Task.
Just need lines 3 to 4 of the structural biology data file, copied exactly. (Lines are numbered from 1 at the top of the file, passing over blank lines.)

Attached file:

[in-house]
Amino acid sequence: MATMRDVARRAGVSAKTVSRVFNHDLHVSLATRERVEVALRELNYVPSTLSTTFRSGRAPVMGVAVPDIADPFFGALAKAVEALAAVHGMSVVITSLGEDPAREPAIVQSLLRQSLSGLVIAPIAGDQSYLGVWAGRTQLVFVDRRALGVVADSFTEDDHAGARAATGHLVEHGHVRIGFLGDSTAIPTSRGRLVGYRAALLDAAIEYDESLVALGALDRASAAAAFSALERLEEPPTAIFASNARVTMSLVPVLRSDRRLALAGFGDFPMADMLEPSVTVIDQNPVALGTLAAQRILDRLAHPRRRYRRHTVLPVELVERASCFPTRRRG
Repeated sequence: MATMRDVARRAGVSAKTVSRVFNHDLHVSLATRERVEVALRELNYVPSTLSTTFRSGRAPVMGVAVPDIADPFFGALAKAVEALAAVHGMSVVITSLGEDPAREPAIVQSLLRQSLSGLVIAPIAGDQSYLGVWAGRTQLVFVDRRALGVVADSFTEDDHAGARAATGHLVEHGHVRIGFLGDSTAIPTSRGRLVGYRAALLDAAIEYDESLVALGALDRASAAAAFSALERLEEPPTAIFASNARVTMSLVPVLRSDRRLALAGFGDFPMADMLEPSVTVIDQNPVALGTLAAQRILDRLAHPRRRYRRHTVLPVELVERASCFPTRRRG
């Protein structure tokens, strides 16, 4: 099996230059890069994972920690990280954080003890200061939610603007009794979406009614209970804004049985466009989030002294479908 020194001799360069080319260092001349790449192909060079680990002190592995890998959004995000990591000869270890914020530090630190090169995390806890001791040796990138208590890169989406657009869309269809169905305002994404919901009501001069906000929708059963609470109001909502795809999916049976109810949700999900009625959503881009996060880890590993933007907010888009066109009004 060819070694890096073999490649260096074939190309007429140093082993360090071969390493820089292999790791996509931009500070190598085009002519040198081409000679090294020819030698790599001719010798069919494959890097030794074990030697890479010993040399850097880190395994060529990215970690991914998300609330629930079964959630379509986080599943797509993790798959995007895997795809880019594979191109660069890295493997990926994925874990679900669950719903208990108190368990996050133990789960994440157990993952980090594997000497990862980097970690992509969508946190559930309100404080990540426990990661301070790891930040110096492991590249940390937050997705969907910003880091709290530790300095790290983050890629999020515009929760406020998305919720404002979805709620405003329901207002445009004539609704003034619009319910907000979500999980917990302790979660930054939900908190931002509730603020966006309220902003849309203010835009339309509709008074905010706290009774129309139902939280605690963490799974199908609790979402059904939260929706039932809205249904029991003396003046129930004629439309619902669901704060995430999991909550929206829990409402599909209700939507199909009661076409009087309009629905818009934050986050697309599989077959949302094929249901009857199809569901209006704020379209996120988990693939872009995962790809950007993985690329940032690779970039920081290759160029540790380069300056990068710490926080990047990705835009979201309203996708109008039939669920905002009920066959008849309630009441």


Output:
Repeated sequence: MATMRDVARRAGVSAKTVSRVFNHDLHVSLATRERVEVALRELNYVPSTLSTTFRSGRAPVMGVAVPDIADPFFGALAKAVEALAAVHGMSVVITSLGEDPAREPAIVQSLLRQSLSGLVIAPIAGDQSYLGVWAGRTQLVFVDRRALGVVADSFTEDDHAGARAATGHLVEHGHVRIGFLGDSTAIPTSRGRLVGYRAALLDAAIEYDESLVALGALDRASAAAAFSALERLEEPPTAIFASNARVTMSLVPVLRSDRRLALAGFGDFPMADMLEPSVTVIDQNPVALGTLAAQRILDRLAHPRRRYRRHTVLPVELVERASCFPTRRRG
């Protein structure tokens, strides 16, 4: 099996230059890069994972920690990280954080003890200061939610603007009794979406009614209970804004049985466009989030002294479908 020194001799360069080319260092001349790449192909060079680990002190592995890998959004995000990591000869270890914020530090630190090169995390806890001791040796990138208590890169989406657009869309269809169905305002994404919901009501001069906000929708059963609470109001909502795809999916049976109810949700999900009625959503881009996060880890590993933007907010888009066109009004 060819070694890096073999490649260096074939190309007429140093082993360090071969390493820089292999790791996509931009500070190598085009002519040198081409000679090294020819030698790599001719010798069919494959890097030794074990030697890479010993040399850097880190395994060529990215970690991914998300609330629930079964959630379509986080599943797509993790798959995007895997795809880019594979191109660069890295493997990926994925874990679900669950719903208990108190368990996050133990789960994440157990993952980090594997000497990862980097970690992509969508946190559930309100404080990540426990990661301070790891930040110096492991590249940390937050997705969907910003880091709290530790300095790290983050890629999020515009929760406020998305919720404002979805709620405003329901207002445009004539609704003034619009319910907000979500999980917990302790979660930054939900908190931002509730603020966006309220902003849309203010835009339309509709008074905010706290009774129309139902939280605690963490799974199908609790979402059904939260929706039932809205249904029991003396003046129930004629439309619902669901704060995430999991909550929206829990409402599909209700939507199909009661076409009087309009629905818009934050986050697309599989077959949302094929249901009857199809569901209006704020379209996120988990693939872009995962790809950007993985690329940032690779970039920081290759160029540790380069300056990068710490926080990047990705835009979201309203996708109008039939669920905002009920066959008849309630009441």